My View: Notes from the Front Row (Opinion)
One of the most pressing problems in South Shore is affordable housing. Employee wages and the growing gap between the wealthy and the not-so-wealthy, all these issues are interrelated, but affordable housing has been dogging this community for a long time. What are the implications?
Several months ago, a report from the Tahoe Prosperity Center indicated that South Shore was short approximately 2,000 housing units to meet current needs. That is a significant number considering that maybe less than 100 houses get built a year, and most of those houses are not workforce housing where the real need is.
One tool to help imagine what that could look like is scenario planning. It is a framework to be creative and stretch your thinking and look at issues that could occur over the next five years.
In the case of housing, a couple of scenarios become very interesting, one in particular. What happens if we do not build affordable housing, or under 500 units over the next five years? How does that impact South Shore?
It’s essential to understand how we got to the situation, and several major trends have impacted the community. Reservation technology has enabled homes to be used as rental properties. Additionally, is the impact of the pandemic on housing.
For over a year now, people from other areas have come into South Shore and bought up houses, often with cash without blinking an eye as they tried to escape the impact of the pandemic. These trends have been profound.
So, where does that leave us as we look ahead at the 5-year scenario? To get some answers, I asked local experts and businesses, and contacts in other tourism destinations about their thoughts on the future. Here are some observations on the impacts of a no or low growth affordable housing scenario:
• A continuing widened gap between the wealthy (and those that can afford to house) and the working class.
• A lack of employees to service visitors and residents, impacting service levels across the board.
• Increased costs of rental housing.
• Expect to see some businesses go out of business without enough employees, others with reduced hours or service.
• A shift to automated services, i.e., self-checkout in grocery stores, kiosks, etc., automated motel/hotel check-in, etc.
• Higher wages for employees but not nearly enough to afford a place to buy and, in some cases, to live.
• If people decide to leave South Shore because of lack of housing, there could be a reduction in school-age children, impacting the school district.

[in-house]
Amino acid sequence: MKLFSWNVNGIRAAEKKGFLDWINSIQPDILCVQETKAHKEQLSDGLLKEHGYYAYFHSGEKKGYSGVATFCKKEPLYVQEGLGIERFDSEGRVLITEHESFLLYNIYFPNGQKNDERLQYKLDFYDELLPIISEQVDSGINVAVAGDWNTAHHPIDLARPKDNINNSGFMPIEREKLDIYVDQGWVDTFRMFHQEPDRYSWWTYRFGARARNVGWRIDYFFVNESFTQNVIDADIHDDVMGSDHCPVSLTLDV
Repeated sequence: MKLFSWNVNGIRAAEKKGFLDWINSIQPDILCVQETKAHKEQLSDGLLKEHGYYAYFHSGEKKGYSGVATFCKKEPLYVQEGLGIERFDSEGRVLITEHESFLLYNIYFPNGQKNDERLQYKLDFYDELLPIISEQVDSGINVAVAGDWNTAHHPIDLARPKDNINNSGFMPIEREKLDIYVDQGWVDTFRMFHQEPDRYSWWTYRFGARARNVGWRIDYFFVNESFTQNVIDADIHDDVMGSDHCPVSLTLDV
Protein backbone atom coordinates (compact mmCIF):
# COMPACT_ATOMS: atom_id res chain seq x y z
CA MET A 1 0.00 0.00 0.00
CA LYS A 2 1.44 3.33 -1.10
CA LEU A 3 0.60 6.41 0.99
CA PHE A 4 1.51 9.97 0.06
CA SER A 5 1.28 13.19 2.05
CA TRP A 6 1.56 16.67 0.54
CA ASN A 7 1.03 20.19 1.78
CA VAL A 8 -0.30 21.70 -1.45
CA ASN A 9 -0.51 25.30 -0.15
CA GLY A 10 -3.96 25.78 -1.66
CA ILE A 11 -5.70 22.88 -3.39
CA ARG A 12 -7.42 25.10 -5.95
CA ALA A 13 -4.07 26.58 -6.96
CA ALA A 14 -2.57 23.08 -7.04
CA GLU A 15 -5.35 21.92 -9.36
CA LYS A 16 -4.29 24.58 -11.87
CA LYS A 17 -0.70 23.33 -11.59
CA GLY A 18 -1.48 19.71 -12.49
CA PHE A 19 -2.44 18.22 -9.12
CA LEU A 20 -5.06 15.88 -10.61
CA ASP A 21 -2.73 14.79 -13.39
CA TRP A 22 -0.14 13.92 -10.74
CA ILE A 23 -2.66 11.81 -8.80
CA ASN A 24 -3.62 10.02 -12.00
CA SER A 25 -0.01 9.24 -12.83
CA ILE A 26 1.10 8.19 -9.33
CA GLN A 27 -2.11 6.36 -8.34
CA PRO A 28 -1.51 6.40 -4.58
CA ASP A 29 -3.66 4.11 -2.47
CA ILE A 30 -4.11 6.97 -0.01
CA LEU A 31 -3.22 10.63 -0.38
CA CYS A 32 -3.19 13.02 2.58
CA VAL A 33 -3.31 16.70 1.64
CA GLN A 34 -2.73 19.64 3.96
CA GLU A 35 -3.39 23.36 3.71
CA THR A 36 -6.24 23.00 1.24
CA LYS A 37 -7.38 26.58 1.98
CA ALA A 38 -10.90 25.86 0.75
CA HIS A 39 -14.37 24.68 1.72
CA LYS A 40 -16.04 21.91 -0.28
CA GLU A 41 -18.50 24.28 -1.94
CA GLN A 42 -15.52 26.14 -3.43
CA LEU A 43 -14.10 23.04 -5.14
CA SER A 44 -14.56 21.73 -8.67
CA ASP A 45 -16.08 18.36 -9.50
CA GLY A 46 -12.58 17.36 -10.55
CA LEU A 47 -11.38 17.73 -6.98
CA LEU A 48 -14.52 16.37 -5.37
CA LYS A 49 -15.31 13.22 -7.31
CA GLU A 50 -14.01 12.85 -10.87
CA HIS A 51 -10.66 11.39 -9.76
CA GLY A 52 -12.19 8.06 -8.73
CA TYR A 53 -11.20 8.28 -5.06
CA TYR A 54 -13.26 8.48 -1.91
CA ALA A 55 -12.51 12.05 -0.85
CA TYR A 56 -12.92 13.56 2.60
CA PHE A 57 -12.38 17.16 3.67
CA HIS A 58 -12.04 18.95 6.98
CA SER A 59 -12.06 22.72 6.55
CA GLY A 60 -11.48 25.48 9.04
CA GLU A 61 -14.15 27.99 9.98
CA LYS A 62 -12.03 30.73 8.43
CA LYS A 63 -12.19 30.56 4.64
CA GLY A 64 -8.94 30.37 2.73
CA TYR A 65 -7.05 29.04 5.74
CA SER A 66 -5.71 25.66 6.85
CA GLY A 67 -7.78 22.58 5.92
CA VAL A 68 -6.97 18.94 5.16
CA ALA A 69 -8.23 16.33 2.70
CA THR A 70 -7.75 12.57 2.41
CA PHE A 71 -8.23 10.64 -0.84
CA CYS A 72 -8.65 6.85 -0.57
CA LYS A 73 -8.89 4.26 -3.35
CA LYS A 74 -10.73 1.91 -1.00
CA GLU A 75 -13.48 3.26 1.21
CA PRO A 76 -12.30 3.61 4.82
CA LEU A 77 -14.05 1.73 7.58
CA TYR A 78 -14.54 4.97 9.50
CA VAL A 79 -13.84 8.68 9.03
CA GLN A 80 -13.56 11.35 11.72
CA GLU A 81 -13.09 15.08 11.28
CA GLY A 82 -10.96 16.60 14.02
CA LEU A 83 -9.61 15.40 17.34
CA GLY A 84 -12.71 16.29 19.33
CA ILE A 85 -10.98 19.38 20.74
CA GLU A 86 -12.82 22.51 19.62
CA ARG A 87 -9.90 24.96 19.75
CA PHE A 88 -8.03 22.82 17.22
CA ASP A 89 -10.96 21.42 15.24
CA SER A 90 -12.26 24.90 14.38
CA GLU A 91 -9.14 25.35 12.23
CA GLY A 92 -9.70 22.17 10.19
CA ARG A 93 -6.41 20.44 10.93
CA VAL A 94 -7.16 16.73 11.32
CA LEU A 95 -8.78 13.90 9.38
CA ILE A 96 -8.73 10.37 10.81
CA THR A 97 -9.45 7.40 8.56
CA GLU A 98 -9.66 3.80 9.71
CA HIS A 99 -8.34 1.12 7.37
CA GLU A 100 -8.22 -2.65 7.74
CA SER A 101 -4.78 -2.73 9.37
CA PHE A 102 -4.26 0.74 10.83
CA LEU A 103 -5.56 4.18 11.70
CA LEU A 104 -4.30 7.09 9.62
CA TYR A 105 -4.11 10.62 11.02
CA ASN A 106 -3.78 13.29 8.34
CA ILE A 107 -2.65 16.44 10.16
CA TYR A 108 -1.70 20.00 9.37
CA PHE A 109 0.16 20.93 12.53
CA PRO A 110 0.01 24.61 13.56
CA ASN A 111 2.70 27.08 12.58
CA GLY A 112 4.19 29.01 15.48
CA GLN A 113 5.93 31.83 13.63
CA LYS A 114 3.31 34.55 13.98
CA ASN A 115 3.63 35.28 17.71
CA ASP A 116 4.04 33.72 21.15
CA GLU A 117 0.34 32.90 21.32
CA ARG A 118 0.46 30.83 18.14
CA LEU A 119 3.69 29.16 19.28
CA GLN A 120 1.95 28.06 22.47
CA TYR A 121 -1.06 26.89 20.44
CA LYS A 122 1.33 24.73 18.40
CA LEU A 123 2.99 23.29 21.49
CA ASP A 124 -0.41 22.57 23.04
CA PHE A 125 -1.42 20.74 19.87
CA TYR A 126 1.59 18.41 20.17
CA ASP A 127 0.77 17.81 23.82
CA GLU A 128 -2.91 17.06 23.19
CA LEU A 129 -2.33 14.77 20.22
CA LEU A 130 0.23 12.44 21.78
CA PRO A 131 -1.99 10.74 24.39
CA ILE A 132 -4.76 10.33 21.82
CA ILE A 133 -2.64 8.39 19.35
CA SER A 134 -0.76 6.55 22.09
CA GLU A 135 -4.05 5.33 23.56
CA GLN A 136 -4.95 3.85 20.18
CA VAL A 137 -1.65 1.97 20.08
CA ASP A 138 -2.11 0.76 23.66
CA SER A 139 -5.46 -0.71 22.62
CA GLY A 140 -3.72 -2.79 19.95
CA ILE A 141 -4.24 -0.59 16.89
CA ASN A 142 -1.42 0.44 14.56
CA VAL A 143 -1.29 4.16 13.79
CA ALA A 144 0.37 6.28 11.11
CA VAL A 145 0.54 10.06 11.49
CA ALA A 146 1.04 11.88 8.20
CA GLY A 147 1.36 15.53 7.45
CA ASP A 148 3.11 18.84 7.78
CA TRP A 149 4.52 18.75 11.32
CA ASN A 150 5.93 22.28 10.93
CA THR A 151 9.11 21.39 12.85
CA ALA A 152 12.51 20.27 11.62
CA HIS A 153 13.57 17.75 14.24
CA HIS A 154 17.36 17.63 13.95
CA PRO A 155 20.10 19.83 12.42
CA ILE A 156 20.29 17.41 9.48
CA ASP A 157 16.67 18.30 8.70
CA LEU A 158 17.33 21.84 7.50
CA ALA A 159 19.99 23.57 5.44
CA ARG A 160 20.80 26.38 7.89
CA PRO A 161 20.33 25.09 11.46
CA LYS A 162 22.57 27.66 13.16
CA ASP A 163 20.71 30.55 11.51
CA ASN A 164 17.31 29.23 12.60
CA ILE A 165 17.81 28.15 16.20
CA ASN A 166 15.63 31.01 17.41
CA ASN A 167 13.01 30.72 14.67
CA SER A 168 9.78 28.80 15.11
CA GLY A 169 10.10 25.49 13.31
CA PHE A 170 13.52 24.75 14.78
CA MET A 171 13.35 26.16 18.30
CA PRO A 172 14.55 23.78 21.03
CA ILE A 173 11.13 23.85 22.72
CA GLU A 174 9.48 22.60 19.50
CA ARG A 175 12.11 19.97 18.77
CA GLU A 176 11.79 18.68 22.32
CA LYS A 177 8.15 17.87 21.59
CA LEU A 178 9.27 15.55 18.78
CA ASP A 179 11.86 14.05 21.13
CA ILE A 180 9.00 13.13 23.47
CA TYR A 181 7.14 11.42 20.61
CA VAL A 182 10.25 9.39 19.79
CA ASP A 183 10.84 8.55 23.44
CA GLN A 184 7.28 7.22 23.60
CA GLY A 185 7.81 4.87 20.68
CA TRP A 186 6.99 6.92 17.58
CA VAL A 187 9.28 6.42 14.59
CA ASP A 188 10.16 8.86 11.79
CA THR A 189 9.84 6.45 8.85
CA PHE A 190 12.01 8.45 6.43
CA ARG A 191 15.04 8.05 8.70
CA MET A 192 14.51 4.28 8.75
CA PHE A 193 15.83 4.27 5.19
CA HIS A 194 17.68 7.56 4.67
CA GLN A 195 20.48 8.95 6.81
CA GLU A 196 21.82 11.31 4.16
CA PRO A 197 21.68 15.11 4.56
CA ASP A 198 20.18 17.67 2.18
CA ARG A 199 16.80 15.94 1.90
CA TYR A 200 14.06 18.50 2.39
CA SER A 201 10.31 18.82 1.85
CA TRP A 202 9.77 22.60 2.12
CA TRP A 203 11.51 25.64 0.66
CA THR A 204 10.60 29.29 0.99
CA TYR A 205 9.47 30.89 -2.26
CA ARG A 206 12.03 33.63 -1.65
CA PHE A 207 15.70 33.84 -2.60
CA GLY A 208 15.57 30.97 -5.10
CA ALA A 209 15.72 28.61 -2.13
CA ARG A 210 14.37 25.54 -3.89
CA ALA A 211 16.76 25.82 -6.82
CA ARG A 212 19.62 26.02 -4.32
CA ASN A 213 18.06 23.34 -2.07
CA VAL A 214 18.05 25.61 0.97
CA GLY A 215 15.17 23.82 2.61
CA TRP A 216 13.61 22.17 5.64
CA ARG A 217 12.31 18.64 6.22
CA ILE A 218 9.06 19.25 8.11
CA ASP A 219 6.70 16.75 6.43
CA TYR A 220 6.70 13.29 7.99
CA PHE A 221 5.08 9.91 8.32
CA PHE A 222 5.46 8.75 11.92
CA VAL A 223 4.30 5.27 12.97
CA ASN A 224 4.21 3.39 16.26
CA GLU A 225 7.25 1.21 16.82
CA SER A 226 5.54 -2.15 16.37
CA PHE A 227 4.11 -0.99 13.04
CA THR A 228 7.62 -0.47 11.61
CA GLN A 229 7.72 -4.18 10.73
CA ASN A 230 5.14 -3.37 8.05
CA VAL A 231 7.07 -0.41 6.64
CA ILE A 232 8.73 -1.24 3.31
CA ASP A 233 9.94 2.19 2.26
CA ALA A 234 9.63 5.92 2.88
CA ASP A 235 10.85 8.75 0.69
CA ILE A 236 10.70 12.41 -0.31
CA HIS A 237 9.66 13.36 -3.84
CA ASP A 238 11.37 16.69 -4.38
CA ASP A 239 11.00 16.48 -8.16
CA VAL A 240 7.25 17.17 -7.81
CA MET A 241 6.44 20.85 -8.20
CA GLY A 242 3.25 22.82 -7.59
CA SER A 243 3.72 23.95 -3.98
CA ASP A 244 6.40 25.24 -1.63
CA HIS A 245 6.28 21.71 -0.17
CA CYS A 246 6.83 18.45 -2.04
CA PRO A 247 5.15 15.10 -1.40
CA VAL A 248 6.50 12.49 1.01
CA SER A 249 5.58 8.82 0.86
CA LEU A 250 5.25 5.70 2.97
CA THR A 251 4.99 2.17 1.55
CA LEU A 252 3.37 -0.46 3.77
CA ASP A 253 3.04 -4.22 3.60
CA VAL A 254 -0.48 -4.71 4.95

There are bound to be more issues for sure, but you can begin to see the implication of a scenario like this.
— It’s a bummer the city decided not to open the Bijou Golf Course this summer despite the record number of visitors coming. It’s not clear what the city’s intentions are to close the golf course. Is it a negotiating tactic with an owner that controls access to the parking, and has a stranglehold on parking and the dates the lot is available? Or are they looking to close one of the few 9-hole golf courses in the region and hoping people won’t notice? Many people sure wish that course was open.
— How about a clear message on fire controls? There is significant confusion with all the different messages of the use of open, flames, barbecues, wood propane etc… You have a Forest Service policy, a Douglas County policy, an El Dorado County policy and a city policy on the South Shore alone. Combine that with different policies from other jurisdictions around the lake, and well, you get the picture. To be effective, we need a consistent policy that can be easily communicated to millions of visitors over a short period.
Ice cream! Grab yourself an ice cream once in a while. Look for the ice cream truck that goes through the neighborhoods. I love seeing kids flock to the truck. It reminds me of my brother and I chasing down the Mr. Softie ice cream trunk when we were kids.
It is a Wrap
Summer is here and in full swing, and while the place is packed, do yourself a favor and find a way, any way, to get out and enjoy this place. Be it outdoor fun, listening to music, or a Tahoe sunset. Do not miss the opportunity.
Carl Ribaudo is a columnist, consultant, speaker, and writer who lives in South Lake Tahoe. He can be reached at firstname.lastname@example.org.
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